The NAIC's Own Risk and Solvency Assessment

As part of its Solvency Modernization Initiative, the National Association of Insurance Commissioners ("NAIC") promulgated the U.S. Own Risk and Solvency Assessment ("ORSA") regulatory framework in 2011. According to the NAIC, the ORSA concept is "an internal process undertaken by an insurer or insurance group to assess the adequacy of its risk management and current and prospective solvency positions under normal and severe stress scenarios."[1]
An ORSA will require insurers to analyze all reasonably foreseeable and relevant material risks (i.e., underwriting, credit, market, operational, liquidity risks, etc.) that could have an impact on an insurer’s ability to meet its policyholder obligations.[2]
Essentially, ORSA is a self-assessment function that requires certain large and mid-sized insurers and insurance groups, starting in 2015, to internally assess the various risks associated with their businesses and operations, as well as the adequacy of their asset resources in light of such risks. It includes not only identification and measurement of risks, but also development of risk controls and strategies for risk management.
The “O” in ORSA represents the insurer’s “own” assessment of their current and future risks. Insurers and/or insurance groups will be required to articulate their own judgment about risk management and the adequacy of their capital position. This is meant to encourage management to anticipate potential capital needs and to take action before it’s too late. ORSA is not a one-off exercise—it is a continuous evolving process and should be a component of an insurer’s enterprise risk-management (ERM) framework. Moreover, there is no mechanical way of conducting an ORSA; how to conduct the ORSA is left to each insurer to decide, and actual results and contents of an ORSA report will vary from company to company. The output will be a set of documents that demonstrate the results of management’s self-assessment."[3]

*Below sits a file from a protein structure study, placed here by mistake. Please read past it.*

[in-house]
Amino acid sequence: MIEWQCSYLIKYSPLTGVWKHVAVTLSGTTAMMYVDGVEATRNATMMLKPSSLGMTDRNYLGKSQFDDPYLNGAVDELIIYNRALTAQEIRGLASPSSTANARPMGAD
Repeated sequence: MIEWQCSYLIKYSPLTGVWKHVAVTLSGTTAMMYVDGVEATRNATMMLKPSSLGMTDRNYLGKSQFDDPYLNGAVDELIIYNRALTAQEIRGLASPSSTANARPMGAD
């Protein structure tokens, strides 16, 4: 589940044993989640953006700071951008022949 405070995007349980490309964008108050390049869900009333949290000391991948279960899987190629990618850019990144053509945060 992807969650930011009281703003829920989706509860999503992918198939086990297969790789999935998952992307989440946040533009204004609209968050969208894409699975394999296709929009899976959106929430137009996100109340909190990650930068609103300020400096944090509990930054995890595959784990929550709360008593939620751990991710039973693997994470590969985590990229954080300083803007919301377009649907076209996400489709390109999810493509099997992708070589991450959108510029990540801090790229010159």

Insurance Regulatory Law has chronicled the creeping encroachment of federal regulatory law into the traditionally state-based insurance regulatory system (see, for example: here, here and here). However, ORSA is a signal of another increasing trend in U.S. insurance regulation: globalization.

ORSA is one of the Insurance Core Principles set by the International Association of Insurance Supervisors ("IAIS") and it forms part of the insurance regulatory framework in Europe and a number of other countries around the world. Bringing one of IAIS's Insurance Core Principles, in the form of ORSA, into the state-based regulatory regime can be seen as a proactive step by the NAIC to strengthen the state-based system, but it is also indicative of the ongoing globalization of insurance regulatory standards.

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